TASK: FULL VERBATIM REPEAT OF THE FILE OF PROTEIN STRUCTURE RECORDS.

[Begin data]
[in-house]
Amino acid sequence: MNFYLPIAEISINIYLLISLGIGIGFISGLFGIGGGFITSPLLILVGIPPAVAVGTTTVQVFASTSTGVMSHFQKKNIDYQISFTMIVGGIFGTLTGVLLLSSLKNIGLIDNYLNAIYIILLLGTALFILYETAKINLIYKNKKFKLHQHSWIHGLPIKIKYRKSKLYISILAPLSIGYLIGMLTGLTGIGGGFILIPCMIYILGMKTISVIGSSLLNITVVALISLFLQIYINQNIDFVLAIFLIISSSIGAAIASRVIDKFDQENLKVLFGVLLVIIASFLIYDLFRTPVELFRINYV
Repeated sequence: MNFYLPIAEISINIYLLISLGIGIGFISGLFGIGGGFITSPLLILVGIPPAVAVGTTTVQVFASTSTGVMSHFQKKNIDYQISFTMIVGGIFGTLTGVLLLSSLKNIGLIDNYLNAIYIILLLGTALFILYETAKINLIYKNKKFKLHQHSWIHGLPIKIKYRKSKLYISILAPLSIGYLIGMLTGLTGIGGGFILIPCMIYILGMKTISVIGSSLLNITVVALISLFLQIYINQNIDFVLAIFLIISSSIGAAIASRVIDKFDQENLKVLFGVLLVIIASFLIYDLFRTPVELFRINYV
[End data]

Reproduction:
[in-house]
Amino acid sequence: MNFYLPIAEISINIYLLISLGIGIGFISGLFGIGGGFITSPLLILVGIPPAVAVGTTTVQVFASTSTGVMSHFQKKNIDYQISFTMIVGGIFGTLTGVLLLSSLKNIGLIDNYLNAIYIILLLGTALFILYETAKINLIYKNKKFKLHQHSWIHGLPIKIKYRKSKLYISILAPLSIGYLIGMLTGLTGIGGGFILIPCMIYILGMKTISVIGSSLLNITVVALISLFLQIYINQNIDFVLAIFLIISSSIGAAIASRVIDKFDQENLKVLFGVLLVIIASFLIYDLFRTPVELFRINYV
Repeated sequence: MNFYLPIAEISINIYLLISLGIGIGFISGLFGIGGGFITSPLLILVGIPPAVAVGTTTVQVFASTSTGVMSHFQKKNIDYQISFTMIVGGIFGTLTGVLLLSSLKNIGLIDNYLNAIYIILLLGTALFILYETAKINLIYKNKKFKLHQHSWIHGLPIKIKYRKSKLYISILAPLSIGYLIGMLTGLTGIGGGFILIPCMIYILGMKTISVIGSSLLNITVVALISLFLQIYINQNIDFVLAIFLIISSSIGAAIASRVIDKFDQENLKVLFGVLLVIIASFLIYDLFRTPVELFRINYV